Some observations on the roaming perk in use

The roaming was seamless. The one note is that you need to ensure is that roaming is enabled on your phone, which we’ll just leave turned on from now on.

Tigo - Data Roaming

When we arrived in Texas from Panama on July 7, we took our phones out of airplane mode and we were good to go.

Both our phones showed up as being on AT&T’s network. Years ago, this would have been problematic as they didn’t have great coverage in the places we would go. That’s pretty much all in the past now though. We didn’t have one place where the coverage was bad during the month we were in Texas and Ohio.

The bonus was when we went to Kelleys Island in Lake Erie for a weekend. We stay on the north side of the island, and we usually get no signal at all. There’s no good Verizon coverage there.

However, we had a great signal… from a Canadian tower. We wouldn’t have been able to do that with Total Wireless because that service doesn’t give us roaming. But because the whole point of using Tigo was to allow roaming with Canada included, it worked like a champ!

Tigo text messages - Welcome to the USA and welcome to Canada
My welcome text messages when I turned on my phone in the U.S. and when I connected to a tower in Canada.

Here are a few obligatory pics from our fun time at Kelleys Island…

We noticed that a few websites or apps still acted differently thinking we were in Panama. Basically, they were checking our IP address through the carrier instead of our GPS location.

We’re already used to that while in Panama so that’s not a big hurdle. We would just toggle on our NordVPN clients on our phones, refresh the page or app, and we were good-to-go. If you plan to stream media like Netflix or Amazon while outside of your home country, a VPN client like NordVPN is essential. It’s also just good practice to have and use for security regardless of if you ever leave your home at all!

Finally, this isn’t a Tigo issue, but be aware that you still have your Panamanian number while in the U.S. In our case, that’s irrelevant since we use Google Voice so our US number sticks with us no matter who we use. All our US calls and texting are done over WiFi and data, not through the regular cell phone avenue.

So this wasn’t a problem in the least for us, but it could be for you.

Tigo’s new free data roaming in these new countries is awesome. Not only will this save us a few bucks as we travel, but it’s also so much simpler and one less thing to think about.

The best part is that when we head to Mexico next spring before we move back to the US, we can use this as well. We’ll just turn off the auto-renewal to be a date once we’ll be moved back to the U.S. before we leave Panama and we’re done. We’ll enjoy the service in Mexico and likely for a little bit of time in the U.S. as well… I love it!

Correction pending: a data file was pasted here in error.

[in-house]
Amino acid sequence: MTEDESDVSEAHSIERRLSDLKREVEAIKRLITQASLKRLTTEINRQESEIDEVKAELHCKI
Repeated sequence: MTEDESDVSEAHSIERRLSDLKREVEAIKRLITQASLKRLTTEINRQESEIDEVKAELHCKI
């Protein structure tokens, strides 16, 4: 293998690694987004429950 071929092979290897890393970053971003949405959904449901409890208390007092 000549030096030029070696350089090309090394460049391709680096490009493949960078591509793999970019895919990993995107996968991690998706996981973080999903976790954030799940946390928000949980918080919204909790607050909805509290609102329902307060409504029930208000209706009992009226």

Plan well, take action, and live your best life!

Thanks for reading!!

— Jim

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12 thoughts on “Tigo Just Made International Travel Easier”

  1. Seems like a great service. Free roaming is great! Do you need to have a Panamanian address to sign-up? 😉

    That said, the ‘common’ solution many folks around the world use is to just get a dual-sim phone and swap sim-usage when they’re in a location not provided by their regular phone service. It’s worked for me (from time to time)!

    Good post though, and food for thought if you can get free roaming!

    1. Yeah, the dual-SIM phones are nice convenience when bouncing back and forth. That said, it takes about 2 minutes to power down the phone, swap out the SIM, and bring it back up – that’s not really that much of a hassle. The bigger inconvenience is the activating and possibly de-activating services in both countries and the cost of overlap even with the monthly MVNOs. Again, none of this is the end-of-the-world, but it’s definitely nice not to have to think about this on this list of things to do when traveling back and forth. 🙂

  2. Whoa, there are so many new and low cost phone services that are popping up and/or are becoming more mainstream and I love it!

    I used to use Mint and I wish I still used it but I switched back to Sprint once I saw a plan that had very similar features to Mint. I couldn’t pass up that deal then.

    1. That’s funny you mentioned Mint, David. Now that I’m realizing Verizon coverage isn’t the only game in town anymore, I’m going to be willing to try some other MVNOs once we get back to the U.S., and Mint Mobile is at the top of my list. Nice job on the good deal with Sprint!

  3. Great post!! Thank you! So you’ve been able to be a visitor for a few years by leaving every 6 months for 30 days, this is something we were contemplating but worried we would not be allowed to do this. This gives me hope!

    1. Hi, Susan – that’s correct. We’ve been leaving every 6 months for 30 days. Your concern is valid though – they just changed the rules a month or so ago and said that you couldn’t stay in the country for more than 90 days at a time. That caused some real concerns for us (and a lot of the industries that rely on snowbirds visiting), and they eventually backed off of that for U.S. and Canadian citizens only. Those 2 countries can still do 6 months in and 30 out, but everything else is now on 3 months in and 30 out.

      That works out well for us, but bear in mind that rules like this can change at the drop of a hat (almost no notice was given). So, it’s ok to do for a little while, but if you love it there and plan to stay for the long term, it’s worth getting residency if possible. It’ll make life a lot easier. 🙂

  4. Not working for me? I have a contract with Tigo as mentioned. I’m on Boston and so far testing this doesn’t seem to work. Android 12. They android tools does list At&t – Tigo! I can’t seem to call anyone in Panama or here and no phone calls from Panama are being received.

    1. Hi Craig – unfortunately, I think you’ll need to contact Tigo to see what’s going on. The only thing that comes to mind is that maybe your plan doesn’t include the free roaming perk? Not all the plans do so that might be possible. I’d recommend checking with them to get the scoop.

      Good luck!

    1. Hi Chrishelle – I believe your only option is to visit Tigo first to get your SIM card (I don’t think they ship, especially internationally). Unfortunately, Tigo isn’t in the U.S. either. So you’d need to get a SIM card once you get to Panama. You can get activated for service at the Tocumen airport but it will be overpriced. The airport does offer WiFi so if you’re able to wait until you get out of the airport, you’ll find the prices for Tigo service much cheaper elsewhere. You can find places to make that happen all over the place there. Have a great trip!